Maryland's State Board of Education agreed yesterday to offer kindergarten a year earlier than normal - when children are 4 years old - as part of an ambitious attack on reading deficiencies at schools where reading scores are lowest.

In an informal 8-to-1 vote, the board decided to seek $6.34 million to start the extended kindergarten program in the fall of 1979 to 105 elementary schools throughout the state where third graders tested six months or more below grade level in reading.

Enrollment in the program would be voluntary, and the 4-year-olds would attend school for a half-session each day. At 5 years old, the children would go on to the regular half-day kindergarten program.

The plan, board members said, is tied closely to State School Superintendent David W. Hornbeck's Project Basic, a program now underway to make minimum competency in a broad variety of areas a prerequisite for high school graduation.

Dr. Leon Rosenberg, a Johns Hopkins University Medical School psychologist, told the board that "the best predictions of failure later on in school are the reading levels in the early years."

Rosenberg, who conducted a three-year study of 10 kindergarten programs for 4-year-olds already in existence in the state, argued that the study "clearly indicated dramatic growth in basic skills by children who would have been moving toward early childhood school failure." He said he disputes the validity of studies that indicate gains made in such early childhood programs as Head Start were quickly lost.

In studying the 10 experimental kindergarten programs for 4-year-olds scattered around the state, Rosenberg said he found "solid evidenc of cognitive and emotional change" in the children when they were tested against a control group.

Throughout the state, 3,955 4-year-olds are enrolled in public school kindergarten programs, the board was told compared to 6,509 4-year-olds in privately supported programs. Thus, staff members argued, access to early childhood education programs in limited for low income families.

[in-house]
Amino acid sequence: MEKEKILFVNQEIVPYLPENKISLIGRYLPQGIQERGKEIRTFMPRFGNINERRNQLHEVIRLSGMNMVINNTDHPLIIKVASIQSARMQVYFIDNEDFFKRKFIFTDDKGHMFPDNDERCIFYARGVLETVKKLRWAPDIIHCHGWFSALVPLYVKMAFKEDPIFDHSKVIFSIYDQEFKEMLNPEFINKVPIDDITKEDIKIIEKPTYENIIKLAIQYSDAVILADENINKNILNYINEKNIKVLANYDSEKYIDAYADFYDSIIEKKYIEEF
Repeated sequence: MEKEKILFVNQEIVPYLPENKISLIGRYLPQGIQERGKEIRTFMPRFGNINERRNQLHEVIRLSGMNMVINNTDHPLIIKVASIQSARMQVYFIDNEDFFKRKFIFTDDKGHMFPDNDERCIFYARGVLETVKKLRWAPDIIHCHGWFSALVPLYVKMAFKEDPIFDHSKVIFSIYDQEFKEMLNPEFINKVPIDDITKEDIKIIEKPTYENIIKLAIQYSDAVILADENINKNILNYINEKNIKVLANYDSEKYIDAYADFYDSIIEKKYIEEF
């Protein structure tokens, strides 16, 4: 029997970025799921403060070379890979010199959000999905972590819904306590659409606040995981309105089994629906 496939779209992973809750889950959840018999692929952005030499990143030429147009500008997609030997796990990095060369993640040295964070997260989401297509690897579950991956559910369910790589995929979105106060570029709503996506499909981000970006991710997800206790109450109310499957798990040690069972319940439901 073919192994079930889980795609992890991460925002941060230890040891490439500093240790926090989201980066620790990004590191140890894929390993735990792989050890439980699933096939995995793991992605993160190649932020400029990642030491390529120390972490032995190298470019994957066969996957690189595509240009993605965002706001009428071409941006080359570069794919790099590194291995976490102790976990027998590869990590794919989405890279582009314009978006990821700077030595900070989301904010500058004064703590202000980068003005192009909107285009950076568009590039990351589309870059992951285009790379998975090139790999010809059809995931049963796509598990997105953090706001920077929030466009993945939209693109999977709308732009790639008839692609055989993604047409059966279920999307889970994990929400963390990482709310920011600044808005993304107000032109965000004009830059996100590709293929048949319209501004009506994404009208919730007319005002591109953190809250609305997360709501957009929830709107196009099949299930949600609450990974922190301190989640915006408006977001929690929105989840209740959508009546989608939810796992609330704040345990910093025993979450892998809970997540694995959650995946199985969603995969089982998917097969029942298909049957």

If approved by the Maryland General Assembly, local school districts would be required to offer kindergarten for 4-yearolds in the eligible schools, although no student would be required to attend since state law makes kindergarten attendanc optional.

State officials estimate 7,381 4-year-olds would enroll in the new kindergarten program.

Adoption of both the kindergarten program and the effort to sttess basic skills, both of which would be highly structured, comes as part of an overall effort to emphasize basics in recent years, both in Maryland and elsewhere.

Before autumn, the state board is expected to approve a basic reading test as a condition for high school graduation, effective with the class of 1982.

Adoption of yesterday's program, said board Chairman Richard Schifter, "means that Project Basic is more than just testing."

In a related dealing with test scores, the board took under consideration a study by staff members indicating that schools have higher scores where principals have a high expectation of teachers and students, spend more time in classrooms and less in the office and function as instructional leaders.

That study involved a detailed examination of 30 schools throughout the state where scores on tests of basic skills vary substantially from the predicted level, based on the median IQ of the students. In 18 of the schools, the scores were substantially above what the students' IQs indicated; in 12 of them they were substantially below.

The study found a key difference between the two types of schools to be the principal.

The high scoring schools, as opposed to the low ones, "had a sense of direction and were seen as 'being run' instead of 'running.' Much of this difference in feeling or sense of direction is attributable to the principal's instructional leadership role," the study said.